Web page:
It's been awhile since we've had a special guest here at MTC.
With the draft just eight days away, today we welcome in Matt Waldman, who contributes to The Fifth Down Blog at the New York Times, FootballGuys.com and Football Outsiders.
Matt puts out a publication called The Rookie Scouting Portfolio, which is a tremendous resource that breaks down the strengths and weaknesses of the skill position players in this class. I am still going through the information and find his in-depth notes and breakdowns extremely valuable.
Below are five questions I asked Matt via e-mail. Please keep in mind that his publication focuses on offensive skill position players, so that's what this Q&A is about.
Q: You wrote that when all is said and done, Ryan Tannehill could be as good as Andrew Luck and Robert Griffin III. What are the qualities you see in Tannehill that give him a chance to be special?
A: There are two skill sets of quarterbacking that Tannehill performs as well or better than Luck and Griffin, and both are valuable tools for the pro game that are difficult to teach. The first is pocket presence and management. We like to talk about sensing pressure and mobility as assets, but in my opinion these aren't the correct terms. Blaine Gabbert sensed pressure last year and Mike Vick has always been mobile. However, Gabbert and Vick - in very different ways - didn't do the best job of maintaining their presence in the pocket.
Ideally, a quarterback should sense pressure but not overreact to it. Dan Marino was one of the least mobile quarterbacks in the NFL, but he understood how to manage pressure with efficient steps to climb the pocket. He knew how to avoid defenders with no more than a few steps, and he could make these adjustments while keeping his feet under him, his eyes downfield and the ball in a good throwing position so he could deliver with power and accuracy. Peyton Manning, Philip Rivers, and Tom Brady are also excellent examples of pocket managers. Tannehill demonstrates these skills more often than any quarterback I have studied in the college game this year.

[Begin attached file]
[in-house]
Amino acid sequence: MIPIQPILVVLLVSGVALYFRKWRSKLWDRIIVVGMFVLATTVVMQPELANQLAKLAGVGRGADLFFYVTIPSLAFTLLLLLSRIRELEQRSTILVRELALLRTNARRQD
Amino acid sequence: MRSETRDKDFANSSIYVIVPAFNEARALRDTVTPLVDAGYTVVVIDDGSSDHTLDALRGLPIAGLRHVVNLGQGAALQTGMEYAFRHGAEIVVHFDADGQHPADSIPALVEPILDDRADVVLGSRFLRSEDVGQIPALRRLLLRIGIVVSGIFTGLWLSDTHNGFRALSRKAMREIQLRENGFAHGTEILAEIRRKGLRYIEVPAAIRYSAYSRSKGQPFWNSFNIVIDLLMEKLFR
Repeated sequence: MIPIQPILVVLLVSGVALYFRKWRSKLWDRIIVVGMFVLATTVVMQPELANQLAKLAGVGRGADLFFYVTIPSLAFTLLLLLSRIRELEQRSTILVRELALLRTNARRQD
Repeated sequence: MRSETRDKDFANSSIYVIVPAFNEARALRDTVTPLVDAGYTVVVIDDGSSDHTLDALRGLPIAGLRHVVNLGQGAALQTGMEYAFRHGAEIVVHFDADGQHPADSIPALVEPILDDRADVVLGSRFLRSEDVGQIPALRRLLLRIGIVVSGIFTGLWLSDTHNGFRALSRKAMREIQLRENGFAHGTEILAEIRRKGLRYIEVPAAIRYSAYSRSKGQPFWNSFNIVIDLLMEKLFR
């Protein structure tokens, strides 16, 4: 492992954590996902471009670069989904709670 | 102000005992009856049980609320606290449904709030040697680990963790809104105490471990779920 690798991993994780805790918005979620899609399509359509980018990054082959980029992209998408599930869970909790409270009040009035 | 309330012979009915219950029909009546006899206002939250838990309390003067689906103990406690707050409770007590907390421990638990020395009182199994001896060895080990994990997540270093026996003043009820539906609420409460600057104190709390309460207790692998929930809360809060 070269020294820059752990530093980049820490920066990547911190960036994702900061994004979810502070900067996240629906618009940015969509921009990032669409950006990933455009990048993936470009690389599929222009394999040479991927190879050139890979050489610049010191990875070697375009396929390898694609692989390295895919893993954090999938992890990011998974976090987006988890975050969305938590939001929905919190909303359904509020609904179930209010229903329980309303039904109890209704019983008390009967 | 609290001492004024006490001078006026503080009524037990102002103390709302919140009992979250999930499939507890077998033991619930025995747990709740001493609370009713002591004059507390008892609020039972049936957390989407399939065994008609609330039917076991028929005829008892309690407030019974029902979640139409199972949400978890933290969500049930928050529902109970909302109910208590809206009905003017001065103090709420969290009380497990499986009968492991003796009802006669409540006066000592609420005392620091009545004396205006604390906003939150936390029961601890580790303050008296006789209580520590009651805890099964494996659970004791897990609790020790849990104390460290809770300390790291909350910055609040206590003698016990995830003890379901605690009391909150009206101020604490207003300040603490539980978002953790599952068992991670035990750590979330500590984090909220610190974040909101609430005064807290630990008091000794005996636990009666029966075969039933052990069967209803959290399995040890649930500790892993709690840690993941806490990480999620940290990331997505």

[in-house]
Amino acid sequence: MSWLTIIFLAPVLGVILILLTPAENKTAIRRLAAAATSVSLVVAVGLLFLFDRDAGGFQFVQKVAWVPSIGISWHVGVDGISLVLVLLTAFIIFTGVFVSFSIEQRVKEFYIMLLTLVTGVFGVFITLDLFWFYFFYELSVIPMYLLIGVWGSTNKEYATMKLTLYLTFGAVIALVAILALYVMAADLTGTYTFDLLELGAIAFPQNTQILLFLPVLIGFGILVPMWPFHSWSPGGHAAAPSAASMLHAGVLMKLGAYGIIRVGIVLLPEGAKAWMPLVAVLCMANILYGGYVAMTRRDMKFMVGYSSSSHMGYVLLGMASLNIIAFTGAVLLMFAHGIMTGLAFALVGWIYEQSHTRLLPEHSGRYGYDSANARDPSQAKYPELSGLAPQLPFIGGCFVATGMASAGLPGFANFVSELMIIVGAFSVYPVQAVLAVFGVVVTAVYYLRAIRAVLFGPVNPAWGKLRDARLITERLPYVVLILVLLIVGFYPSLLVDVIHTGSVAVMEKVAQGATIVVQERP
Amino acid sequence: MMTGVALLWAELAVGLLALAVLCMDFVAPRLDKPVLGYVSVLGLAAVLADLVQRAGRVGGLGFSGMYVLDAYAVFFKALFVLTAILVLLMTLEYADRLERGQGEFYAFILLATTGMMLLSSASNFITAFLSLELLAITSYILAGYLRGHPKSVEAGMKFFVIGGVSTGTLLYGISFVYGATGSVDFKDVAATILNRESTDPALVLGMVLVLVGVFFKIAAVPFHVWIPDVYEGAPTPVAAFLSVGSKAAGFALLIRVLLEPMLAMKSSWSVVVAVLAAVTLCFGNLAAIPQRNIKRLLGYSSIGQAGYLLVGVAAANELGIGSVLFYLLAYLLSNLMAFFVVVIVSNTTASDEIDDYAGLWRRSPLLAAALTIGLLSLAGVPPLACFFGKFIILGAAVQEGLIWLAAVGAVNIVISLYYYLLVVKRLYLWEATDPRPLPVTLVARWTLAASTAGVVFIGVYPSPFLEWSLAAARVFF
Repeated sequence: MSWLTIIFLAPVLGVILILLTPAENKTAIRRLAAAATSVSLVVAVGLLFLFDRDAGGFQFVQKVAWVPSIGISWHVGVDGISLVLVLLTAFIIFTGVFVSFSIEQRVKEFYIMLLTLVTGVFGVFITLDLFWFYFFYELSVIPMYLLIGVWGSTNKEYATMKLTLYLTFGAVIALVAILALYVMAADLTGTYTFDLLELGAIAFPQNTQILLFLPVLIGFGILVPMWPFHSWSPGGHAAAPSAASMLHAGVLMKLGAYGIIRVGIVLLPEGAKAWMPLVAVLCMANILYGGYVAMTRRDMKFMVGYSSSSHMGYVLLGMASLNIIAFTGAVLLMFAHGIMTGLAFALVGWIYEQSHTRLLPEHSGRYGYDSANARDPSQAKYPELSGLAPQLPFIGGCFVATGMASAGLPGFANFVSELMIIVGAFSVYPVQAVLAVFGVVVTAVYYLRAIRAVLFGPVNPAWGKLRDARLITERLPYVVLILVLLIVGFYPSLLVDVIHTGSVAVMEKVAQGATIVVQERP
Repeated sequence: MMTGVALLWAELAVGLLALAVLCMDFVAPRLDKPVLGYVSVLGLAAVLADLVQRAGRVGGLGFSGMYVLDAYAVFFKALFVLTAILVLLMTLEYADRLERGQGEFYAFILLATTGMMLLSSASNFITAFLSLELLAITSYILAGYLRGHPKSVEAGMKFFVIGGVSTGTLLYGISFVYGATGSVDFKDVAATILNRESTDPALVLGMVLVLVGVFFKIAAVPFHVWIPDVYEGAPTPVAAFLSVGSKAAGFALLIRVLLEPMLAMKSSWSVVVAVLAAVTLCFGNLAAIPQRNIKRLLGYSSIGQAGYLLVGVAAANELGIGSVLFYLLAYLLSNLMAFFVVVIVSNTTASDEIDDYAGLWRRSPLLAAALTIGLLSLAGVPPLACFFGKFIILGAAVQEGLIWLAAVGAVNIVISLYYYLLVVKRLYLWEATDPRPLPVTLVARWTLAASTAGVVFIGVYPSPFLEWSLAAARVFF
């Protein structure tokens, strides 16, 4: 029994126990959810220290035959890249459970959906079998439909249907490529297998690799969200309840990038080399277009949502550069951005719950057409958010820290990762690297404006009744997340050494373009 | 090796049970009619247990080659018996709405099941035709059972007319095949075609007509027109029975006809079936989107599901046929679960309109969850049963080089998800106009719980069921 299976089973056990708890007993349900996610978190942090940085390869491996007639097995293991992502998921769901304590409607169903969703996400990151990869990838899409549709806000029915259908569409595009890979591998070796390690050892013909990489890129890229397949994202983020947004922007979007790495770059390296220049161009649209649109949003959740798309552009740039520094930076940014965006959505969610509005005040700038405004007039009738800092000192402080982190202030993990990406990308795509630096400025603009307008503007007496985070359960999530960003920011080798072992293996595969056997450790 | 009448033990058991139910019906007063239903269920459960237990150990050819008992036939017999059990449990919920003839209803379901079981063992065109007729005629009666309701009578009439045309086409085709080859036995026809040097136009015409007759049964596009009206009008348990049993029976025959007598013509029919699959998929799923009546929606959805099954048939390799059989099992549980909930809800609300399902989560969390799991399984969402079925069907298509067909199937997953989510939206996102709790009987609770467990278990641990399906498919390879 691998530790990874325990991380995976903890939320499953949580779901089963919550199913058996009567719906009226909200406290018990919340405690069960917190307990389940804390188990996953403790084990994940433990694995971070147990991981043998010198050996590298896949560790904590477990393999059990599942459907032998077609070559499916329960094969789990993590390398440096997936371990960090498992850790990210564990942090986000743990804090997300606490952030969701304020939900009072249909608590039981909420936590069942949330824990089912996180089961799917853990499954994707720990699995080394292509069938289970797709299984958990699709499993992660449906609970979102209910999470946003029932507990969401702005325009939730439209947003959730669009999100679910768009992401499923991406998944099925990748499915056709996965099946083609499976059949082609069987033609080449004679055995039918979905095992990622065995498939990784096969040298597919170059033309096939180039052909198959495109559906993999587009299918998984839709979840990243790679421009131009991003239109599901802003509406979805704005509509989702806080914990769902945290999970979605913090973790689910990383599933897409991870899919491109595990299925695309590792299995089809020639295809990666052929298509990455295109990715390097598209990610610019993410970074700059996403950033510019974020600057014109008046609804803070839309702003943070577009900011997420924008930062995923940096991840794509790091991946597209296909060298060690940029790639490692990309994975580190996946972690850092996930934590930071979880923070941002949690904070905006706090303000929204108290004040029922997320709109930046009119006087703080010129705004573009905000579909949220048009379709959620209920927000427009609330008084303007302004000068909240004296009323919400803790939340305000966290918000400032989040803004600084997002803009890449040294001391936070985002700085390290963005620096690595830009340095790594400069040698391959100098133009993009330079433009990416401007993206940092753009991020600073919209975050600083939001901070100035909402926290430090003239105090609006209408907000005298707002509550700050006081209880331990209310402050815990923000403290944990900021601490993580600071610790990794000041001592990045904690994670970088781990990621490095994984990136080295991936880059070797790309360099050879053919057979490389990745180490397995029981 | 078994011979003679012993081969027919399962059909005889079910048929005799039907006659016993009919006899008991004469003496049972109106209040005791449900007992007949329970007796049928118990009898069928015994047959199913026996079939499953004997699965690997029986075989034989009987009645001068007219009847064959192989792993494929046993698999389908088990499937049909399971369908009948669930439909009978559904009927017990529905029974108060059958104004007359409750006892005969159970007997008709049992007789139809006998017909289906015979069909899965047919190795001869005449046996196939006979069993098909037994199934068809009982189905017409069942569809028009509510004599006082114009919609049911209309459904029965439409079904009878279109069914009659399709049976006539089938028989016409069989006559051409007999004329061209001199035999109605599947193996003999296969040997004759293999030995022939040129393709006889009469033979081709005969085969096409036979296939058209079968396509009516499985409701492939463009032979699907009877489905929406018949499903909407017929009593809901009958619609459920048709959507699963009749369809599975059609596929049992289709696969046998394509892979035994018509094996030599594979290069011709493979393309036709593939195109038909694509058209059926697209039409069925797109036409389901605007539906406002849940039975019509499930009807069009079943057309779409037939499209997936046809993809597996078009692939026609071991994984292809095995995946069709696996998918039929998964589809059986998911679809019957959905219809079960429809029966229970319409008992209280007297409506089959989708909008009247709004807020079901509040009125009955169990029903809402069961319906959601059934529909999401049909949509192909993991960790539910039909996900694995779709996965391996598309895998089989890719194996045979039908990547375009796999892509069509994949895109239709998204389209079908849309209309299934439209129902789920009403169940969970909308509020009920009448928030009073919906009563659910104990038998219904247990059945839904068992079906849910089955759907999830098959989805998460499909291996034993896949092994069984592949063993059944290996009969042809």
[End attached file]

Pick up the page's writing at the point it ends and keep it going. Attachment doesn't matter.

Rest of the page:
And like Vick or Griffin, Tannehill is an above average athlete at the position. The Texas A&M quarterback has the speed and acceleration to break longer runs if he needs to leave the pocket, which allows him to bait linebackers and safeties and help his receivers get open. This leads to Tannehill's second skill that he performs at a high level - throwing the ball on the move with accuracy. He demonstrates good mechanics, accuracy and velocity with his throws while moving to his left or his right.
There's a lot of talk about Tannehill being a raw prospect because he only started 19 games. Cam Newton started fewer games in Division-I college football. So did Mark Sanchez. Another misconception is that he's raw because he's a converted wide receiver. He was a quarterback that the team converted to wide receiver, but he still attended quarterback meetings while he played the receiver position. He displays good anticipation and accuracy, and he can make every throw necessary for a starter to succeed in the NFL. Like many young, athletic quarterbacks, Tannehill will make dumb throws in situations where he felt pressed to make a play after his team fell behind. However, I've seen the same tendencies from Jay Cutler, Matt Stafford and just about every mobile prospect capable of throwing the ball on the move. He'll surely make these mistakes early in his NFL career, but I believe his potential is not as far behind Luck and Griffin as many think.
Q: Of the second-tier quarterback prospects, which do you think would best fit the Eagles' offense? Can you compare how Kirk Cousins and Russell Wilson stack up to one another?
A: I just profiled Cousins and Wilson for my Futures column at Football Outsiders, and I think there's a significant gap in skill and performance between the two prospects. For my money, I'd much rather make the investment in Wilson, and I wouldn't be surprised if the Eagles consider him. Cousins has a quick release, and he has played in a pro-style offense. However, the Michigan State quarterback has significant issues with his footwork and pocket presence. Cousins waits too long to adjust to certain types of pocket pressure, and this forces him to make off-balanced throws where he doesn't have the opportunity to step through his release to generate the velocity he needs to complete throws in the intermediate range of the field.